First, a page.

An Unlimited Supply Of Microplastics
Say thanks to the Industrial Revolution for the fact that you eat a credit card’s worth of plastic every week:
Do you consume a credit card’s worth of plastic every week?
People worldwide could be ingesting five grammes of microscopic plastic particles every week, equivalent in weight to a credit card, researchers said Wednesday.
Coming mostly from tap and especially bottled water, nearly invisible bits of polymer were also found in shellfish, beer and salt, scientists and the University of Newcastle in Australia reported.
The findings, drawn from 52 peer-reviewed studies, are the first to estimate the sheer weight of plastics consumed by individual humans: about 250 grammes, or half-a-pound, over the course of a year.
Another study calculated that the average American eats and drinks in about 45,000 plastics particles smaller than 130 microns annually, while breathing in roughly the same number.
“Not only are plastics polluting our oceans and waterways and killing marine life, it’s in all of us,” said Marco Lambertini, director general of WWF International, which commissioned the new report.
“If we don’t want it in our bodies, we need to stop the millions of tons of plastic that continue leaking into Nature every year.”
The credit card you’re eating every week is probably not the Amex quality plastic, either. More like a Sears plastic quality. So, it adds some additional insult to injury.
And this trend is not decreasing. It’s increasing at a rapid pace. More plastic is being created and then subsequently dumped. As it degrades, it turns into the microplastics that are getting stuffed into every crevice of the planet. Including in your food and water. And the air and soil.
But don’t worry. The trustworthy FDA has been checking in on it. Because it’s not like they’ve been wrong consistently about nearly everything for the past few decades:
Why is this a problem? After all, manufacturers and certain regulatory agencies have long assured us that plastics are safe for human health. “In the U.S., we have a robust system that looks at materials that are in contact with food, and that includes plastics, managed by the [Food and Drug Administration],” says Karyn Schmidt, senior director of regulatory and technical affairs at the American Chemistry Council, an industry group that represents plastics and chemical manufacturers. “Consumers should feel very confident using any plastic coming into contact with food that they would buy in a grocery store.”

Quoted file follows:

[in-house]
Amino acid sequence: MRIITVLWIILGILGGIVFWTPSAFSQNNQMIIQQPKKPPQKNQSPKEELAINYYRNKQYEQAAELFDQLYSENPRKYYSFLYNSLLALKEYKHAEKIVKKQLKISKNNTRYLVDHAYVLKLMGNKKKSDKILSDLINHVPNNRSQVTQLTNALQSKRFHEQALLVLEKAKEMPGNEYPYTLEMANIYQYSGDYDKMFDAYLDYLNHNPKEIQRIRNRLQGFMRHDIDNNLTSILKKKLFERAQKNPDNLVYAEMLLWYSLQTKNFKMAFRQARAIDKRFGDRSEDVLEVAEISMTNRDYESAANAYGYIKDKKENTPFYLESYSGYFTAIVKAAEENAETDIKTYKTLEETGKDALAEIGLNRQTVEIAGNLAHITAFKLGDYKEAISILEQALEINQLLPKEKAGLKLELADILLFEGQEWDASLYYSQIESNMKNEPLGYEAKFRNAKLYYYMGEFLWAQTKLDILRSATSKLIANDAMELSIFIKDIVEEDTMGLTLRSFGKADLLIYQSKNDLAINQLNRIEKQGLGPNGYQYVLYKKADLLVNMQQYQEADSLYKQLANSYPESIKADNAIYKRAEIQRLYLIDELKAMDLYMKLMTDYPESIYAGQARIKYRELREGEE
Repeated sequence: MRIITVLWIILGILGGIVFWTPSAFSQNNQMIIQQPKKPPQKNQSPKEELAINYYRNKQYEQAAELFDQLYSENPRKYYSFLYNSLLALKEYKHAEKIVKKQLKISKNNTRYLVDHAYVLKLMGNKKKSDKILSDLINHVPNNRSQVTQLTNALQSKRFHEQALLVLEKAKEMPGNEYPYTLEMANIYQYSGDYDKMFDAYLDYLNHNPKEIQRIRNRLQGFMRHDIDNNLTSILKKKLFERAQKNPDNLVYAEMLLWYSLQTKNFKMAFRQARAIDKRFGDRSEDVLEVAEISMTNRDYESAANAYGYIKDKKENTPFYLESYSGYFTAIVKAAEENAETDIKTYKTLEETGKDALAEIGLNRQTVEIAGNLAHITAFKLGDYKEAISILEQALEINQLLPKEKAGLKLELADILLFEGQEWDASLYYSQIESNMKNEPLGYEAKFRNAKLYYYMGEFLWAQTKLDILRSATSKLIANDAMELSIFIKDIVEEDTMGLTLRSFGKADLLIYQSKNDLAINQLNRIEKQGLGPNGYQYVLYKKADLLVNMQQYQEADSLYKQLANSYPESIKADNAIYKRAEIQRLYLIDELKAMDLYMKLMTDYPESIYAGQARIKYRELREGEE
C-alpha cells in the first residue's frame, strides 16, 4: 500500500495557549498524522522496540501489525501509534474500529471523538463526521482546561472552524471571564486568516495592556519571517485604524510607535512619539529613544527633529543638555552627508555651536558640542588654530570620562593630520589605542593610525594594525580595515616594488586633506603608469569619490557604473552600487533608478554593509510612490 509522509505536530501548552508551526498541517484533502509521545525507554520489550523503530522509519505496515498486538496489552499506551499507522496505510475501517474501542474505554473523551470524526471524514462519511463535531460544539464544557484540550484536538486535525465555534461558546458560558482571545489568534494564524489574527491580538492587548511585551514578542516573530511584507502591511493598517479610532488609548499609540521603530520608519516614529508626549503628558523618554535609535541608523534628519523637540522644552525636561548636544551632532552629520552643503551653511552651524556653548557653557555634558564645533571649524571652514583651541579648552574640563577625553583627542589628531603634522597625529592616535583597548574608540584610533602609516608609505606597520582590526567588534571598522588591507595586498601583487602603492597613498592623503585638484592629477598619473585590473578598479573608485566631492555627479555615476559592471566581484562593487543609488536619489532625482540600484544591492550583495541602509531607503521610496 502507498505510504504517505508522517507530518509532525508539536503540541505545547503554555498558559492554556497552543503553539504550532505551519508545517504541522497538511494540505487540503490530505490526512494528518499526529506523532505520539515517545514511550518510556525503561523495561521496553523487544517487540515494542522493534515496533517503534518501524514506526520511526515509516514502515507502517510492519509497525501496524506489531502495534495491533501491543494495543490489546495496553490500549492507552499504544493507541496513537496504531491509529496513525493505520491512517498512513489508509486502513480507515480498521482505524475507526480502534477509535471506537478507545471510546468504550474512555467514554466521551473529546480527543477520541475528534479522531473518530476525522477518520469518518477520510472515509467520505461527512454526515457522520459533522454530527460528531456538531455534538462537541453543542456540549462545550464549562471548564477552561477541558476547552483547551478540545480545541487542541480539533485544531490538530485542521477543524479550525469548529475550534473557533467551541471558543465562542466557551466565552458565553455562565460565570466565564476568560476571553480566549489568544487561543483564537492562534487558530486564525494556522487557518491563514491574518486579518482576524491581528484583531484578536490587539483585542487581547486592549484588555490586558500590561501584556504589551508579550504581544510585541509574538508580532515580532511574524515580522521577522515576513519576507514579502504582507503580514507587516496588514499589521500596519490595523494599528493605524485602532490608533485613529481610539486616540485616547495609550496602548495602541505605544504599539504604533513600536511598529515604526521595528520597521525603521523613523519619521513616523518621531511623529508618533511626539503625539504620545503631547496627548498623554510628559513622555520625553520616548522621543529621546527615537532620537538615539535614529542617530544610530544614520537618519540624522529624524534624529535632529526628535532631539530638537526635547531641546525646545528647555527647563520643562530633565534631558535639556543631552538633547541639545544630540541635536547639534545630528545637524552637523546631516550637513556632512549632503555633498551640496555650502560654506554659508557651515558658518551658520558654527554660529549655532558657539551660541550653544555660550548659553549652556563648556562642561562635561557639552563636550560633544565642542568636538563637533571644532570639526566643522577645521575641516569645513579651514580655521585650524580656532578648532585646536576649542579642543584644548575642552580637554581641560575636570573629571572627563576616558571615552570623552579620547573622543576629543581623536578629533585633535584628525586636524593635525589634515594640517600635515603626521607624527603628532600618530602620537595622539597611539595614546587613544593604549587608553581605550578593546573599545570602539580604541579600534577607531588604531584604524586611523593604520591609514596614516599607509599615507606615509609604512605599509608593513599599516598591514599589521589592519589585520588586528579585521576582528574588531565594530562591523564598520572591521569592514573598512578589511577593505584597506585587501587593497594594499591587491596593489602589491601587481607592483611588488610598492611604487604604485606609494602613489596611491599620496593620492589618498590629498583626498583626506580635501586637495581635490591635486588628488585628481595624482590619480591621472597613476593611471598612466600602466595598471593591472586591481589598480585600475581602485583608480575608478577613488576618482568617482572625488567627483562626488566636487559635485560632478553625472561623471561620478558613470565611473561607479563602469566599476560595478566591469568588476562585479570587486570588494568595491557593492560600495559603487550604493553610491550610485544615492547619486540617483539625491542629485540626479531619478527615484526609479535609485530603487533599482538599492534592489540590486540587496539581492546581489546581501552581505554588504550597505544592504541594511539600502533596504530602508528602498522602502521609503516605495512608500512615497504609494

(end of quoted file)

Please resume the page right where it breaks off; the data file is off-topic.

Some scientists say it’s likely that ingesting these tiny bits of plastic could expose us to harmful chemicals. “There cannot be no effect,” says Pete Myers, Ph.D., founder and chief scientist of the nonprofit Environmental Health Sciences and an adjunct professor of chemistry at Carnegie Mellon University in Pittsburgh.
“People have this idea that plastic is clean,” a sterile object that doesn’t come apart, says Sherri Mason, Ph.D., sustainability coordinator at Penn State Behrend in Erie, Pa., and a chemist who has studied the presence of plastic in tap water, beer, sea salt, and bottled water.
But, in fact, the raw materials of plastic are created from fossil fuels including oil and natural gas. And thousands of chemicals, depending on the product, are used to make it harder, softer, or more flexible. These chemicals include bisphenols, such as bisphenol A (BPA), and phthalates, which can flow or leach into the foods touched by plastic, especially when that plastic is warmed.
“It’s ironic that as public attention to this issue is really growing, global plastic production is increasing,” says Judith Enck, a former regional administrator for the Environmental Protection Agency, now a visiting professor at Bennington College in Vermont and president of Beyond Plastics, a nonprofit focused on ending plastics pollution. And as more plastic is produced and discarded, contaminating our water, food, and air, exposure levels for the average person will continue to rise.
It’s already becoming nearly impossible to eat healthy. The Western diet is ravaging us with things like endless seed oils and other processed garbage. Now we have to contend with even accidentally eating a (heavily chemically processed) plastic credit card every week. Thanks, Industrial Revolution.
If you want a visual of how much plastic this means you ingest over time, I recommend checking out this quick graphic. It’s a useful walkthrough.
In addition, these microplastics have been found practically everywhere. There is no escaping them. We’ve even found them in the hearts and lungs of most people: